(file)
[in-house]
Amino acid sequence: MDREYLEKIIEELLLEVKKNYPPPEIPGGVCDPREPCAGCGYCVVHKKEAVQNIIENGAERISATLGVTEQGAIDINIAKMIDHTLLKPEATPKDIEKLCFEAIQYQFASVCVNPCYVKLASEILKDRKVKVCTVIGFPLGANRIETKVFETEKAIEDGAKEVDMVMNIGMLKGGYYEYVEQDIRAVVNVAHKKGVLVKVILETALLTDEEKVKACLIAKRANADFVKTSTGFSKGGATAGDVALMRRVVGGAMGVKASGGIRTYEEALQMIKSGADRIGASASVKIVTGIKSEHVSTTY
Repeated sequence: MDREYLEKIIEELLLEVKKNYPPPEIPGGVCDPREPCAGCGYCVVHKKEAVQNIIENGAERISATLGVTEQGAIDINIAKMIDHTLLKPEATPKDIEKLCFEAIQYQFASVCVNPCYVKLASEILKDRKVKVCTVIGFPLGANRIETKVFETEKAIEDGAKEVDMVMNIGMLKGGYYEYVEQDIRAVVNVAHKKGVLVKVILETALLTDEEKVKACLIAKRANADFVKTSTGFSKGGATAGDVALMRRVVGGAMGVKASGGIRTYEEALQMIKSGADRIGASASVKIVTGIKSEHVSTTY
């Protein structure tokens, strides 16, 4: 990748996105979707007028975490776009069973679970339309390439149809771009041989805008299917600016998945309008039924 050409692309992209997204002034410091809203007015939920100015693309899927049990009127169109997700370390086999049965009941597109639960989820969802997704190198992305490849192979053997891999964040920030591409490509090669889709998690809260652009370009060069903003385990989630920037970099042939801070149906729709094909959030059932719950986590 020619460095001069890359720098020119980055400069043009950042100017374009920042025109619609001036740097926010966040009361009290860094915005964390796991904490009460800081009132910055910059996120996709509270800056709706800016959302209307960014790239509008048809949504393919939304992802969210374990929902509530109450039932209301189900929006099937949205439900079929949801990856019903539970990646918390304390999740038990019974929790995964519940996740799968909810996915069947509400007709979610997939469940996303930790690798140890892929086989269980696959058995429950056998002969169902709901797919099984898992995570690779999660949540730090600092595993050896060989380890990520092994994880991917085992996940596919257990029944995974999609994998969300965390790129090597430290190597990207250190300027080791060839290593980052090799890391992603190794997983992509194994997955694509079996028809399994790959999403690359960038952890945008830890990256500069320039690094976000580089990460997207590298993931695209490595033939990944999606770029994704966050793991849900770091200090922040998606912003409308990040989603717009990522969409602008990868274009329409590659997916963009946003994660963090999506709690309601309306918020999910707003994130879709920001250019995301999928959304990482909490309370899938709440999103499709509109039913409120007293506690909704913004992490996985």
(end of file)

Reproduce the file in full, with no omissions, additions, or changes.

[in-house]
Amino acid sequence: MDREYLEKIIEELLLEVKKNYPPPEIPGGVCDPREPCAGCGYCVVHKKEAVQNIIENGAERISATLGVTEQGAIDINIAKMIDHTLLKPEATPKDIEKLCFEAIQYQFASVCVNPCYVKLASEILKDRKVKVCTVIGFPLGANRIETKVFETEKAIEDGAKEVDMVMNIGMLKGGYYEYVEQDIRAVVNVAHKKGVLVKVILETALLTDEEKVKACLIAKRANADFVKTSTGFSKGGATAGDVALMRRVVGGAMGVKASGGIRTYEEALQMIKSGADRIGASASVKIVTGIKSEHVSTTY
Repeated sequence: MDREYLEKIIEELLLEVKKNYPPPEIPGGVCDPREPCAGCGYCVVHKKEAVQNIIENGAERISATLGVTEQGAIDINIAKMIDHTLLKPEATPKDIEKLCFEAIQYQFASVCVNPCYVKLASEILKDRKVKVCTVIGFPLGANRIETKVFETEKAIEDGAKEVDMVMNIGMLKGGYYEYVEQDIRAVVNVAHKKGVLVKVILETALLTDEEKVKACLIAKRANADFVKTSTGFSKGGATAGDVALMRRVVGGAMGVKASGGIRTYEEALQMIKSGADRIGASASVKIVTGIKSEHVSTTY
């Protein structure tokens, strides 16, 4: 990748996105979707007028975490776009069973679970339309390439149809771009041989805008299917600016998945309008039924 050409692309992209997204002034410091809203007015939920100015693309899927049990009127169109997700370390086999049965009941597109639960989820969802997704190198992305490849192979053997891999964040920030591409490509090669889709998690809260652009370009060069903003385990989630920037970099042939801070149906729709094909959030059932719950986590 020619460095001069890359720098020119980055400069043009950042100017374009920042025109619609001036740097926010966040009361009290860094915005964390796991904490009460800081009132910055910059996120996709509270800056709706800016959302209307960014790239509008048809949504393919939304992802969210374990929902509530109450039932209301189900929006099937949205439900079929949801990856019903539970990646918390304390999740038990019974929790995964519940996740799968909810996915069947509400007709979610997939469940996303930790690798140890892929086989269980696959058995429950056998002969169902709901797919099984898992995570690779999660949540730090600092595993050896060989380890990520092994994880991917085992996940596919257990029944995974999609994998969300965390790129090597430290190597990207250190300027080791060839290593980052090799890391992603190794997983992509194994997955694509079996028809399994790959999403690359960038952890945008830890990256500069320039690094976000580089990460997207590298993931695209490595033939990944999606770029994704966050793991849900770091200090922040998606912003409308990040989603717009990522969409602008990868274009329409590659997916963009946003994660963090999506709690309601309306918020999910707003994130879709920001250019995301999928959304990482909490309370899938709440999103499709509109039913409120007293506690909704913004992490996985």